The Council on the Ageing is calling on today’s Coalition Party Room meeting to resoundingly reject pressure from some backbenchers to water down the Government’s superannuation reforms.
Ian Yates, Chief Executive of Australia’s leading seniors” organisation, COTA Australia said the fact that the Prime Minister and Treasurer are under pressure to reverse sound policy to make super fairer, based on a weak narrative about selected poor election results and fewer well-heeled supporters manning polling booths, would be laughable if it wasn’t so serious.
“In fact a few Coalition dissenters giving air to the complaints of a privileged minority created space during the campaign for Labor to ‘dog whistle’ a so-called threat to super; while later banking the whole of the savings from the super reforms” Mr Yates said.
“Any negative impact at the polling booth was due to misinformation about how the policy affects the vast majority of voters. The fact is only those at the very top end will lose out, the vast majority in the middle won’t be impacted, and those at the lower end will be better off.
Mr Yates said the Coalition now has an obligation to the majority of the electorate that voted it into office and supported a superannuation policy that finally puts an end to wasteful, unfair tax expenditure.
“The Coalition Party Room needs to stand strong on this in the interests of good social and economic policy, electoral integrity and Budget reform, otherwise they will send a message that they govern for the financial interests of the top few percent of wealthy Australians.
Mr Yates said there are fundamental equity issues here – superannuation tax breaks cost over $25 billion in foregone revenue – over ten per cent of income tax – and growing fast. Middle and lower earners, the majority of whom are women, have to pay more in taxes – both now and in the future – to pay for super tax breaks that largely benefit high-income men.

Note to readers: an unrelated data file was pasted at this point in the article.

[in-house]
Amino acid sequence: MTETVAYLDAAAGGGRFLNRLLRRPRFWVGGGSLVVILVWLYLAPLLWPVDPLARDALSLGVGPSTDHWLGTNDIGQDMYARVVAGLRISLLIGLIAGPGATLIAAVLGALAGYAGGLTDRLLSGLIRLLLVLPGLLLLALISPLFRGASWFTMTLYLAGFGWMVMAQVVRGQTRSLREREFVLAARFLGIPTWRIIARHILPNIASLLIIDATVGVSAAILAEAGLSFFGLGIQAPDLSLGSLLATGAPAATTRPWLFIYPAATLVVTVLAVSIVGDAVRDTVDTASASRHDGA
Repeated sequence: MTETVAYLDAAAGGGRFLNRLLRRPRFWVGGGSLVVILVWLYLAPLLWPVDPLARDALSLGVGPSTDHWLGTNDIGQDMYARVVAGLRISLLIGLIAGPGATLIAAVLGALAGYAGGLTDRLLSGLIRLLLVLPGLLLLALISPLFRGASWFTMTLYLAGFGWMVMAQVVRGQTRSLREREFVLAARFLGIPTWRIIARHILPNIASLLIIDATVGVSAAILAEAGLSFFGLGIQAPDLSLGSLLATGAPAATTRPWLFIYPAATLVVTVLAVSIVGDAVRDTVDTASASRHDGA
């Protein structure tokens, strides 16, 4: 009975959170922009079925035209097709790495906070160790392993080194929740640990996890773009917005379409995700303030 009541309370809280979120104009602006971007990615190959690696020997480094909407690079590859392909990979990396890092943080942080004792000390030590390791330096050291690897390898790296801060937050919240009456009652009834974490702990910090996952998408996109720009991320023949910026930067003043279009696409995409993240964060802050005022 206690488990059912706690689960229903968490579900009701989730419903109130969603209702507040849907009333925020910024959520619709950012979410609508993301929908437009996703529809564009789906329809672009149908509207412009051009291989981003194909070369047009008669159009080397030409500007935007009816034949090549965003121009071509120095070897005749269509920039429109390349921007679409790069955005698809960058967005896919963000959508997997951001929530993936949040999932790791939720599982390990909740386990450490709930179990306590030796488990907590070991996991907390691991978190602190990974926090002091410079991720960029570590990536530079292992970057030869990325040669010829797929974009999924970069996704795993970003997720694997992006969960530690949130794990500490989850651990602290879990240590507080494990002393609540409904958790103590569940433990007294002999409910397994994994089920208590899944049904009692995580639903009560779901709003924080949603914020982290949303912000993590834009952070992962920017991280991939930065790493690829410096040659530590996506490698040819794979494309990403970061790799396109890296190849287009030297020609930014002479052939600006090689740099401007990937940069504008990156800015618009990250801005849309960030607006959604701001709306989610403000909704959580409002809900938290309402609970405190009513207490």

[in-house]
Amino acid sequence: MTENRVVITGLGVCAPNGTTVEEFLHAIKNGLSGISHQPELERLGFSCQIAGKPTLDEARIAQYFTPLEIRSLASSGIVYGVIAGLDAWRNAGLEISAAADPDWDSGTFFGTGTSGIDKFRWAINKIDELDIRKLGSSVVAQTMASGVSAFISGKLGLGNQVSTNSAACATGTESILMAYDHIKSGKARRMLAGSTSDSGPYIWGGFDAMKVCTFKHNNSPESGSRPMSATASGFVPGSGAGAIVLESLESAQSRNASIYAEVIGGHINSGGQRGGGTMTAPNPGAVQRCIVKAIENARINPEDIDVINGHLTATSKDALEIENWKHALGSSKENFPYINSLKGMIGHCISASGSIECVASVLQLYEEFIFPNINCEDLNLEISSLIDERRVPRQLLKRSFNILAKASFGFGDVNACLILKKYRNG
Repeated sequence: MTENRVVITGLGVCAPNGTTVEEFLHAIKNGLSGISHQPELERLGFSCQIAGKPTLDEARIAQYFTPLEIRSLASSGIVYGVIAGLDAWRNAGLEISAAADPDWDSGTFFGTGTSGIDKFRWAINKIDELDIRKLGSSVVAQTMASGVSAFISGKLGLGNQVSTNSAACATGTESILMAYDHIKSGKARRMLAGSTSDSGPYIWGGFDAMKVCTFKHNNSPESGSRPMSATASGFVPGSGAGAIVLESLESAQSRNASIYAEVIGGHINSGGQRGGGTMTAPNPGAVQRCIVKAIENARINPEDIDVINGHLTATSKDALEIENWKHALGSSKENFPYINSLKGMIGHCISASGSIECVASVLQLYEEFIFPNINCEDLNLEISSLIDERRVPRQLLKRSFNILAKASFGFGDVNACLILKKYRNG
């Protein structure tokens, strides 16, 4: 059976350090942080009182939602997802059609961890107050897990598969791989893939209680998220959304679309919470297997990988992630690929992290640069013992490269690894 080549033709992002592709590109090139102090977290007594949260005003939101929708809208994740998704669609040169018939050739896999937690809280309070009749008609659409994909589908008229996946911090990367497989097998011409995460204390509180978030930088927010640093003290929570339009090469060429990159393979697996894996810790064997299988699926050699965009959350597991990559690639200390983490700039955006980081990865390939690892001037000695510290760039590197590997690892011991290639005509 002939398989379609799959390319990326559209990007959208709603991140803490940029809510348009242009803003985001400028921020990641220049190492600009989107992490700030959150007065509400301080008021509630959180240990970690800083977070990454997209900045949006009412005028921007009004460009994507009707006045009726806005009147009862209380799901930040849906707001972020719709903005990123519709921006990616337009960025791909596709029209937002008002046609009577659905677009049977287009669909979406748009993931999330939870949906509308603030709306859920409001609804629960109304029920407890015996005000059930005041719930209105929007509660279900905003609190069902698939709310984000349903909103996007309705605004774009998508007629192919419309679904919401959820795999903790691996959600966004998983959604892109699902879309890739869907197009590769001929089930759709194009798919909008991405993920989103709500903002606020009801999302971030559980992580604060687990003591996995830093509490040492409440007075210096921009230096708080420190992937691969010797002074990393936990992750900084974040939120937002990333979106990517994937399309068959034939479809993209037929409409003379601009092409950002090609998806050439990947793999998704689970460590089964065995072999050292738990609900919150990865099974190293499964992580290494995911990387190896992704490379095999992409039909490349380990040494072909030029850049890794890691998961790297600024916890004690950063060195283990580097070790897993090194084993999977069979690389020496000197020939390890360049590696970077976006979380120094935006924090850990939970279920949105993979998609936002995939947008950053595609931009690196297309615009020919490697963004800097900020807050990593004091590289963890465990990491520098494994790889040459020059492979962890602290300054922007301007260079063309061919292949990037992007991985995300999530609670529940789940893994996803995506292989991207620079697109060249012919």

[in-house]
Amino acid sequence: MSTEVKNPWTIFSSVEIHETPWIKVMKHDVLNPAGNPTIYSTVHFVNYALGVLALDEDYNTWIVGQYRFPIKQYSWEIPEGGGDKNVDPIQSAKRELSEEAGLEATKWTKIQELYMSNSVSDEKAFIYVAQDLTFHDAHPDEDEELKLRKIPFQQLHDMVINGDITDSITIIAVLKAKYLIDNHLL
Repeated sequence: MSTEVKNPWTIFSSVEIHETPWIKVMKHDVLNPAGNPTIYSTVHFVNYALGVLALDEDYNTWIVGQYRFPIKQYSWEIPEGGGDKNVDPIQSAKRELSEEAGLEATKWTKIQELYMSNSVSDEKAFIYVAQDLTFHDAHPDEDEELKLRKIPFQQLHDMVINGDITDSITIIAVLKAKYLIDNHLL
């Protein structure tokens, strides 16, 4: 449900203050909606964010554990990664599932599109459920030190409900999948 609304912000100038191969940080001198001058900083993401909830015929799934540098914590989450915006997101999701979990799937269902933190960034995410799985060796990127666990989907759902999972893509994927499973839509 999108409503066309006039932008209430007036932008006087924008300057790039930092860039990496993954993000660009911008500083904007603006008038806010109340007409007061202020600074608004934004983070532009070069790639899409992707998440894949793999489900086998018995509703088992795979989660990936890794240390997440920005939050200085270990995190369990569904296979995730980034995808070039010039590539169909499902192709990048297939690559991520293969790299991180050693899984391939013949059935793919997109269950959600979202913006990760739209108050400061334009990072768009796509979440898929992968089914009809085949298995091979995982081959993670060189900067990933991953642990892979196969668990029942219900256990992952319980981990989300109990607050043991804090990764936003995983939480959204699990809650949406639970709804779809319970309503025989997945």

“The notion that super tax breaks are some kind of reward for Liberal Party supporters’ votes, donations and turning up to polling booths is macabre and disturbing” Mr Yates said
“The Government must stand firm on a policy that secures a better retirement income for vulnerable older Australians, adds billions to the Federal budget bottom line, better achieves the original purpose of super, and yet negatively impacts only a few percent of Australia’s wealthiest people, for whom it was never intended in the first place.
Media contact: Peter Stahel 0408 584 439, Ian Yates 0418 835 439, Olivia Greentree 0439 411 774
COTA Australia is the peak policy development, advocacy and representation organisation for older Australians, representing COTAs in every State and Territory and through them over 500,000 older Australians.